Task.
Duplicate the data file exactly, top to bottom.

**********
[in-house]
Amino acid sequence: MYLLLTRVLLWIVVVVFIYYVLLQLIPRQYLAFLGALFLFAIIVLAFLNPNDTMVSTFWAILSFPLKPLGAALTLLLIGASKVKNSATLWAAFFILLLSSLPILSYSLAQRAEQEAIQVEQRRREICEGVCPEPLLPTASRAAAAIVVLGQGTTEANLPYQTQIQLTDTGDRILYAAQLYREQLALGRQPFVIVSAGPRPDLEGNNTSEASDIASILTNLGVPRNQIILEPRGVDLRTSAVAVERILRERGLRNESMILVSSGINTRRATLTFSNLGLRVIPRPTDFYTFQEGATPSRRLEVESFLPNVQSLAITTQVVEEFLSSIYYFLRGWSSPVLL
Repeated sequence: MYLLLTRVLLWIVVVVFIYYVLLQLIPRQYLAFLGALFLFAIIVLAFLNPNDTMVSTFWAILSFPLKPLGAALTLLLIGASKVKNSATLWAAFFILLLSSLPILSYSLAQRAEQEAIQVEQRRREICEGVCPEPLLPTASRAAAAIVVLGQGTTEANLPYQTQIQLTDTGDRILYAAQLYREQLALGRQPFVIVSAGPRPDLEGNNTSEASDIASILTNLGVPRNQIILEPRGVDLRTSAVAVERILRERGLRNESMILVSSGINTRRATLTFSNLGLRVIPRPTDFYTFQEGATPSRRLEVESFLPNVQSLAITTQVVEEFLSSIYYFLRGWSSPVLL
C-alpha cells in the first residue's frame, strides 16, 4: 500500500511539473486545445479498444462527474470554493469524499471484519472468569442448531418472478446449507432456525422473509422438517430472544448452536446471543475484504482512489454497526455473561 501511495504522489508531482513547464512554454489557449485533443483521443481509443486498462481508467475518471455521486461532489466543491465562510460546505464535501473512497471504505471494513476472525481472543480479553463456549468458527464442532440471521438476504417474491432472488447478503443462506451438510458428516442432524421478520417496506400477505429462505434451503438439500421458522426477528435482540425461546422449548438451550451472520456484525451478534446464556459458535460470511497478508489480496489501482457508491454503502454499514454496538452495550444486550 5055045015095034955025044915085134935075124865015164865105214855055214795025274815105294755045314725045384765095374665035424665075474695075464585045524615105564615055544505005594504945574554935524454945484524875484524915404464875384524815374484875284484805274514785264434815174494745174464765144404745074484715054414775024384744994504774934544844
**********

[in-house]
Amino acid sequence: MYLLLTRVLLWIVVVVFIYYVLLQLIPRQYLAFLGALFLFAIIVLAFLNPNDTMVSTFWAILSFPLKPLGAALTLLLIGASKVKNSATLWAAFFILLLSSLPILSYSLAQRAEQEAIQVEQRRREICEGVCPEPLLPTASRAAAAIVVLGQGTTEANLPYQTQIQLTDTGDRILYAAQLYREQLALGRQPFVIVSAGPRPDLEGNNTSEASDIASILTNLGVPRNQIILEPRGVDLRTSAVAVERILRERGLRNESMILVSSGINTRRATLTFSNLGLRVIPRPTDFYTFQEGATPSRRLEVESFLPNVQSLAITTQVVEEFLSSIYYFLRGWSSPVLL
Repeated sequence: MYLLLTRVLLWIVVVVFIYYVLLQLIPRQYLAFLGALFLFAIIVLAFLNPNDTMVSTFWAILSFPLKPLGAALTLLLIGASKVKNSATLWAAFFILLLSSLPILSYSLAQRAEQEAIQVEQRRREICEGVCPEPLLPTASRAAAAIVVLGQGTTEANLPYQTQIQLTDTGDRILYAAQLYREQLALGRQPFVIVSAGPRPDLEGNNTSEASDIASILTNLGVPRNQIILEPRGVDLRTSAVAVERILRERGLRNESMILVSSGINTRRATLTFSNLGLRVIPRPTDFYTFQEGATPSRRLEVESFLPNVQSLAITTQVVEEFLSSIYYFLRGWSSPVLL
C-alpha cells in the first residue's frame, strides 16, 4: 500500500511539473486545445479498444462527474470554493469524499471484519472468569442448531418472478446449507432456525422473509422438517430472544448452536446471543475484504482512489454497526455473561 501511495504522489508531482513547464512554454489557449485533443483521443481509443486498462481508467475518471455521486461532489466543491465562510460546505464535501473512497471504505471494513476472525481472543480479553463456549468458527464442532440471521438476504417474491432472488447478503443462506451438510458428516442432524421478520417496506400477505429462505434451503438439500421458522426477528435482540425461546422449548438451550451472520456484525451478534446464556459458535460470511497478508489480496489501482457508491454503502454499514454496538452495550444486550 5055045015095034955025044915085134935075124865015164865105214855055214795025274815105294755045314725045384765095374665035424665075474695075464585045524615105564615055544505005594504945574554935524454945484524875484524915404464875384524815374484875284484805274514785264434815174494745174464765144404745074484715054414775024384744994504774934544844